Overseeding Bermudagrass Lawns with Annual Ryegrass
University of Arizona Pinal County Cooperative Extension
If you want a spot of green lawn in your yard during the coming winter months, early October is the best time to switch your heat-loving summer lawn to a cool weather grass by overseeding.
A little patch of lawn is considered to be okay in low water-use landscapes, but there currently is no available lawn turf that will stay green and growing year round. In the summer, Bermudagrass hybrids grow well and are generally hardy, but they go dormant during the winter months. On the other hand, winter grasses, like annual and perennial ryegrass, cannot take the heat and dry of our summers.
To solve this problem, many turf managers choose to overseed the hardy Bermuda with winter grasses to keep lawns green and looking good through the winter. Then, in the spring, the winter grasses are scalped back so that the Bermuda can begin to grow uninhibited. The annual ritual of converting all forms of Bermudagrass and other warm weather lawns to a winter-hardy grass will soon be in full swing throughout the desert areas of Arizona. The conversion process is fairly easy to do, as long as a few simple rules are followed.
If overseeding seems right for you, now is the time to start getting ready. The warm temperatures of late September and early October are ideal for overseeding. If you wait until November, the cooler temperatures may slow the germination of the new seed and leave a skimpy, uneven lawn. The patches of bare ground scattered through the seeded area can be quite unsightly. Early October provides excellent temperatures for good germination and growth of the young seedling plants.
The winter grass to plant is ryegrass. You have your choice of either annual or perennial rye. Annual ryegrass seed is fairly inexpensive and germinates well. The grass will stay green well into the spring, only dying out when the heat of June arrives.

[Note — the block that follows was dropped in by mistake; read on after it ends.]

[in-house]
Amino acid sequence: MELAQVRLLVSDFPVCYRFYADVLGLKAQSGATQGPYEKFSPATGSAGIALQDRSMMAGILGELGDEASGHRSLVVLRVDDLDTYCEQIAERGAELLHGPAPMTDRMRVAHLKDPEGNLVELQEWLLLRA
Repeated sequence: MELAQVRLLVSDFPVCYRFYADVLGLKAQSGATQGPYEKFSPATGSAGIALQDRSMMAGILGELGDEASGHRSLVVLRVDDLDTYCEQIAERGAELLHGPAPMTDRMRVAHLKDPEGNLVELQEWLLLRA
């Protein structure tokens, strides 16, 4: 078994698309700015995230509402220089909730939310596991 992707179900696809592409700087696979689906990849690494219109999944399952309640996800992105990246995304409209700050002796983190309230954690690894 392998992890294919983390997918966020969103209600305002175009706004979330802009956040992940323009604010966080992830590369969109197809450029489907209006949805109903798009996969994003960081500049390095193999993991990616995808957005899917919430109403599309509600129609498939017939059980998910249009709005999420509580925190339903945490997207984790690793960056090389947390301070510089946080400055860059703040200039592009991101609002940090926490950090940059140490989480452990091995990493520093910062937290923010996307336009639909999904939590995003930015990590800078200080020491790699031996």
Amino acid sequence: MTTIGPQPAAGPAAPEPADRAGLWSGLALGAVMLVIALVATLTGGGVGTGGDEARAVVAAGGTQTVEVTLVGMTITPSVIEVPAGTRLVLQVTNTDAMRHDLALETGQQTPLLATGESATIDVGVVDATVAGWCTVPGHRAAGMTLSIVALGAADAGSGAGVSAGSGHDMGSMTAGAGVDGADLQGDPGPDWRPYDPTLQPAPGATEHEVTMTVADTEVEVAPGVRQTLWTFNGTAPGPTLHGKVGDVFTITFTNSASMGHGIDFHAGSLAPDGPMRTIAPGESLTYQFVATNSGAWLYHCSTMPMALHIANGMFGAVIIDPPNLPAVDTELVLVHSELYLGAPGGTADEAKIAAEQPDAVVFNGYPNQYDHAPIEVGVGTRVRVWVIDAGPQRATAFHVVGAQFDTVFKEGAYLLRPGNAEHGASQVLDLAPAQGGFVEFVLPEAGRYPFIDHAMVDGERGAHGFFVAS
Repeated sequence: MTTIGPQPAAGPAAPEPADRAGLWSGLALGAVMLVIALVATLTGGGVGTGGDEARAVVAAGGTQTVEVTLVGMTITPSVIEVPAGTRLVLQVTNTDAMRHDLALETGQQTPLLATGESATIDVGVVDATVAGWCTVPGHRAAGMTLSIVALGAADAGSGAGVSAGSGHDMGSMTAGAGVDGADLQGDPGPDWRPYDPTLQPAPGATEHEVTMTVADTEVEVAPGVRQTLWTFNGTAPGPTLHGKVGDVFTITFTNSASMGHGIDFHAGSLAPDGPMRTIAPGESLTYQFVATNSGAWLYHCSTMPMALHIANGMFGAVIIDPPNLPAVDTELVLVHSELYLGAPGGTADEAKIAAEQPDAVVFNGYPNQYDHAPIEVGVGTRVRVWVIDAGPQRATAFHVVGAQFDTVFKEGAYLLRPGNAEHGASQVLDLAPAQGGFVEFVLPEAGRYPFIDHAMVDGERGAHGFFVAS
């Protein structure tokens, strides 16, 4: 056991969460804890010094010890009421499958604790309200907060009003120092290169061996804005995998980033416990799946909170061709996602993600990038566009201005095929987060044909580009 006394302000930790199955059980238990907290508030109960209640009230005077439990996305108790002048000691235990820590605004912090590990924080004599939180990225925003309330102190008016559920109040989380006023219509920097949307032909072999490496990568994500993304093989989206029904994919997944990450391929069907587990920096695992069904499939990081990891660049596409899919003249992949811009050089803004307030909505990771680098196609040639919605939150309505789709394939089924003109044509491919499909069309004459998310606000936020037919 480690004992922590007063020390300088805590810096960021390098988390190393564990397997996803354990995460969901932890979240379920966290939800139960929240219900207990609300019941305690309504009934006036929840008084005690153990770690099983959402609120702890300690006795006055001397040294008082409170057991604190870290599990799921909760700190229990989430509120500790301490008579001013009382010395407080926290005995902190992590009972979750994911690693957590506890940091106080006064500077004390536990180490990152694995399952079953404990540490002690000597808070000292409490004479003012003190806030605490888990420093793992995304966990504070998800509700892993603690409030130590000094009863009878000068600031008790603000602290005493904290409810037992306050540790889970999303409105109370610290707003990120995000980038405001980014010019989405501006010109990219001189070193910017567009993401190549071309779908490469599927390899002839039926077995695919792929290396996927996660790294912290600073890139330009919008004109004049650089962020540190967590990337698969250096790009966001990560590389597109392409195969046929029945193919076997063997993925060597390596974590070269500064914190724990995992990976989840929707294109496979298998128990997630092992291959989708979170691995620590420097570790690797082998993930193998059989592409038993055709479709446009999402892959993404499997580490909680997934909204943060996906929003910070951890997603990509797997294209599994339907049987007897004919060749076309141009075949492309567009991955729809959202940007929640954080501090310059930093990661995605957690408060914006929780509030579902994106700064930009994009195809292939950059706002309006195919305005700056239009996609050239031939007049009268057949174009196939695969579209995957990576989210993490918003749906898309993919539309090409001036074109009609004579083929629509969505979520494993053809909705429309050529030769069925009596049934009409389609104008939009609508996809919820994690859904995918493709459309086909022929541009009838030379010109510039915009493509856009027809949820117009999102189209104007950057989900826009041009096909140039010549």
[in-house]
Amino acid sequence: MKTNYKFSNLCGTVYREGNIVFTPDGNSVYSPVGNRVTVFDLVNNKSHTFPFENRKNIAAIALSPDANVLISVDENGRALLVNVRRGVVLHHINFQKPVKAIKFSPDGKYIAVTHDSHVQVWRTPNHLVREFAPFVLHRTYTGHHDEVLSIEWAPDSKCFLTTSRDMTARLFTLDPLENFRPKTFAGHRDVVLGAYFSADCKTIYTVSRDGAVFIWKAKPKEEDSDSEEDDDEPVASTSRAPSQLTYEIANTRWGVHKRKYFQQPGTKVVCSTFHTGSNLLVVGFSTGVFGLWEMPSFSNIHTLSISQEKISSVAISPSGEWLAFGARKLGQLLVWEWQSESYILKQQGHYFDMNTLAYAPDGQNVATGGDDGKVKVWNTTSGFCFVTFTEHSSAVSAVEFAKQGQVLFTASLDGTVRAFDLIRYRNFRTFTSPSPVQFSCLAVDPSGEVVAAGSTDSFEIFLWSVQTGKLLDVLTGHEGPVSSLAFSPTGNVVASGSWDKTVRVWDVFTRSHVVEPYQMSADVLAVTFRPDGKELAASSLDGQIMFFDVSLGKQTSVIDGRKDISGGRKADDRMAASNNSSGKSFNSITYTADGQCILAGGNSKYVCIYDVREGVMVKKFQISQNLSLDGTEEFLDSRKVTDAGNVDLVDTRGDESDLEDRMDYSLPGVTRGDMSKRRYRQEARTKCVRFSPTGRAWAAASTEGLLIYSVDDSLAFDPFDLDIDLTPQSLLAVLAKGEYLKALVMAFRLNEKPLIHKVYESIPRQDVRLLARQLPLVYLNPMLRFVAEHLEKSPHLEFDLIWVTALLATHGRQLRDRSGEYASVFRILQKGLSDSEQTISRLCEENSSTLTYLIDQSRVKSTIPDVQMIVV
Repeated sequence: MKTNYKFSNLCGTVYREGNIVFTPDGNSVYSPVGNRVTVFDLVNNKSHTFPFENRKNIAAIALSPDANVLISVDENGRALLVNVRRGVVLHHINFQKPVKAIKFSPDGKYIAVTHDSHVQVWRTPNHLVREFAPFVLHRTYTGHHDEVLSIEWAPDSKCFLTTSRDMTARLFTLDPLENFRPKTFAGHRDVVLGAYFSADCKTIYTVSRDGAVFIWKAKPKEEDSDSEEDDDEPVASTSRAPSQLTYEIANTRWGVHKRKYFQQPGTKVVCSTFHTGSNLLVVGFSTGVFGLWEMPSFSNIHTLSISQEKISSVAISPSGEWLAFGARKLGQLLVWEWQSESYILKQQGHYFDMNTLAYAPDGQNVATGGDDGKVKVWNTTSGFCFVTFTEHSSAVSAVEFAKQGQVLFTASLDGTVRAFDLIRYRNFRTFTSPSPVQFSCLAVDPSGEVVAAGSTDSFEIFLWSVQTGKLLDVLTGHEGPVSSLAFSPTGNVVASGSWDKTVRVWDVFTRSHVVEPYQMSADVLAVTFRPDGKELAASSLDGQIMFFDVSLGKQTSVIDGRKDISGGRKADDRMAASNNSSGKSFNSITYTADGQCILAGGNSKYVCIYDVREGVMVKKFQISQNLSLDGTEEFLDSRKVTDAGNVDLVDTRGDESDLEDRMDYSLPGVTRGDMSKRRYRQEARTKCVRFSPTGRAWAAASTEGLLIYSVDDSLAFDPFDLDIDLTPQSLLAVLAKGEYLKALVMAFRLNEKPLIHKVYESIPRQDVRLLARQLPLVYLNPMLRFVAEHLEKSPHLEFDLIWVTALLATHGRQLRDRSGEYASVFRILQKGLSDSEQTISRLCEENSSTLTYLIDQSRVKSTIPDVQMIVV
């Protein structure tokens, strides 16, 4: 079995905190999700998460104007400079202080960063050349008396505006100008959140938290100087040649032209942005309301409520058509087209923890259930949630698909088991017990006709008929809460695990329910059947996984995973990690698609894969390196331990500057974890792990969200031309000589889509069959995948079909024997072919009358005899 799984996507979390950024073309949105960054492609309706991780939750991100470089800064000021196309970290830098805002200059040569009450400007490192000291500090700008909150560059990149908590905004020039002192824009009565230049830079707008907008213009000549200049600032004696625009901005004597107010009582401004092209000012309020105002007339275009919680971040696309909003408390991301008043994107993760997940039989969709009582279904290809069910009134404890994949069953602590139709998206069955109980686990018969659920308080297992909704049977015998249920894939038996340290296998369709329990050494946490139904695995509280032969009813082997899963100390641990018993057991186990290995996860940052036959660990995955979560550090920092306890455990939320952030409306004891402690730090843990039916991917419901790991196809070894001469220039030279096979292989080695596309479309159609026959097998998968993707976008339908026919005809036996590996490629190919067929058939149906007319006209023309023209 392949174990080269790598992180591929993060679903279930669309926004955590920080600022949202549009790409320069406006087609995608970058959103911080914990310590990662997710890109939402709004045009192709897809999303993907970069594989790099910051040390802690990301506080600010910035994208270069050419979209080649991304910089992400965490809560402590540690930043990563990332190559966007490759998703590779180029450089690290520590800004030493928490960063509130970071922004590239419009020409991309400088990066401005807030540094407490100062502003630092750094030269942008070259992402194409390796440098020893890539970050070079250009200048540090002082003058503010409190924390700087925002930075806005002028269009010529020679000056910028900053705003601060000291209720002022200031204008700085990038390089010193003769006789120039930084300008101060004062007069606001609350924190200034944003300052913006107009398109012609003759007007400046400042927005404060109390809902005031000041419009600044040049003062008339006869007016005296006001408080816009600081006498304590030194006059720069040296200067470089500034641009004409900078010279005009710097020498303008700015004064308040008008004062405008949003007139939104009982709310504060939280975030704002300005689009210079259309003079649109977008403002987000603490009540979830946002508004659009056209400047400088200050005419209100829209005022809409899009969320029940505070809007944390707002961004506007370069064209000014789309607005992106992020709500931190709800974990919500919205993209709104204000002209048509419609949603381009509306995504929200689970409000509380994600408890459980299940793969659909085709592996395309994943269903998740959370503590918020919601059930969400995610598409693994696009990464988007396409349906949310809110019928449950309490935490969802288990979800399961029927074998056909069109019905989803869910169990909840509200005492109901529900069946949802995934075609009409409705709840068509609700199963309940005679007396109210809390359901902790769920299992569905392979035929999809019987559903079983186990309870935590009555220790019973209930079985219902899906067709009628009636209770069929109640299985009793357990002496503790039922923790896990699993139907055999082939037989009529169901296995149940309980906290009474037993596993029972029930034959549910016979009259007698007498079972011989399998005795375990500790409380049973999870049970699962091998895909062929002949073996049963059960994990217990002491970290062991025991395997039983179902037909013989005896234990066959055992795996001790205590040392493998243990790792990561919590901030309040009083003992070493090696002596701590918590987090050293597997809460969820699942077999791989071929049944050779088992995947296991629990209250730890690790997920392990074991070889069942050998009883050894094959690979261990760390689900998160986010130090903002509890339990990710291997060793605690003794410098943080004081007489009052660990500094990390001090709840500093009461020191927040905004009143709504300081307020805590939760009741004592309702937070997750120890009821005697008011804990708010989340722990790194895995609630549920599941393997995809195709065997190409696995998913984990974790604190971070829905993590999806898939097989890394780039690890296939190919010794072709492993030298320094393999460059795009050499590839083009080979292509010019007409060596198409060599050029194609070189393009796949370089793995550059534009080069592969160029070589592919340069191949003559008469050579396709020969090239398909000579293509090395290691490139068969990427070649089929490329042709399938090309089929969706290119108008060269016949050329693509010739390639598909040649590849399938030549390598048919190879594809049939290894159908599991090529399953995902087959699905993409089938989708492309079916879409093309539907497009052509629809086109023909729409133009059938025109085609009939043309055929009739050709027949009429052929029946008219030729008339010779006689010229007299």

One of the benefits of planting perennial ryegrass is that, in milder climates, it will persist through the year from season to season. Because of the high summer temperatures in Pinal County, perennial ryegrass will usually die out completely, except in the shade, thus losing its primary benefit. Perennial ryegrass seed is also more expensive than annual ryegrass seed. The real benefit to perennial over annual ryegrass is that perennial forms have a leaf structure that is more fine and less coarse rather than the tall and lanky-growing annual ryegrass. In short, many people feel that perennial ryegrass makes a better looking turf than the annual forms. It is your choice.
When preparing to plant annual ryegrass, it is important to remember that the heat-loving Bermudagrass will most likely still be green at the first of October. In order to ensure proper seed contact with the soil, it will be necessary to thin out the summer grass growth. This is most-easily done by lowering the lawn mower blades gradually until you have scalped the lawn area close to ground level. It is important to remove all grass clippings. If a grass catcher was not used, it will be necessary to rake the area with a flexible leaf rake and remove the litter.